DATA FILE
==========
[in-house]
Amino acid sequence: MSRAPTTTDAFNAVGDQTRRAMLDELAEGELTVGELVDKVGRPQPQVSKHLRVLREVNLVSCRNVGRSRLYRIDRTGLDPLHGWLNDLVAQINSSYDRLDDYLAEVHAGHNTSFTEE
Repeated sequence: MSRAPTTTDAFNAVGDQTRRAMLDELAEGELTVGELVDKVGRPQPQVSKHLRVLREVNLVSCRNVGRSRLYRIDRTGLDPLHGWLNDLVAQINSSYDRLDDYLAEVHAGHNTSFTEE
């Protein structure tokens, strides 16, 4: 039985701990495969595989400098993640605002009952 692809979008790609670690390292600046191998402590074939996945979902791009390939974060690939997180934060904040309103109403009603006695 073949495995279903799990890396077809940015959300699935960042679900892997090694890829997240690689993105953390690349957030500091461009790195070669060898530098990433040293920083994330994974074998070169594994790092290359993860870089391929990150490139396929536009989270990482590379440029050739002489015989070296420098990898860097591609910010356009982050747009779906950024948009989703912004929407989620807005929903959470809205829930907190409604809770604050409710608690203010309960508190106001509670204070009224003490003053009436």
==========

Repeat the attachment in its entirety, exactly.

[in-house]
Amino acid sequence: MSRAPTTTDAFNAVGDQTRRAMLDELAEGELTVGELVDKVGRPQPQVSKHLRVLREVNLVSCRNVGRSRLYRIDRTGLDPLHGWLNDLVAQINSSYDRLDDYLAEVHAGHNTSFTEE
Repeated sequence: MSRAPTTTDAFNAVGDQTRRAMLDELAEGELTVGELVDKVGRPQPQVSKHLRVLREVNLVSCRNVGRSRLYRIDRTGLDPLHGWLNDLVAQINSSYDRLDDYLAEVHAGHNTSFTEE
């Protein structure tokens, strides 16, 4: 039985701990495969595989400098993640605002009952 692809979008790609670690390292600046191998402590074939996945979902791009390939974060690939997180934060904040309103109403009603006695 073949495995279903799990890396077809940015959300699935960042679900892997090694890829997240690689993105953390690349957030500091461009790195070669060898530098990433040293920083994330994974074998070169594994790092290359993860870089391929990150490139396929536009989270990482590379440029050739002489015989070296420098990898860097591609910010356009982050747009779906950024948009989703912004929407989620807005929903959470809205829930907190409604809770604050409710608690203010309960508190106001509670204070009224003490003053009436």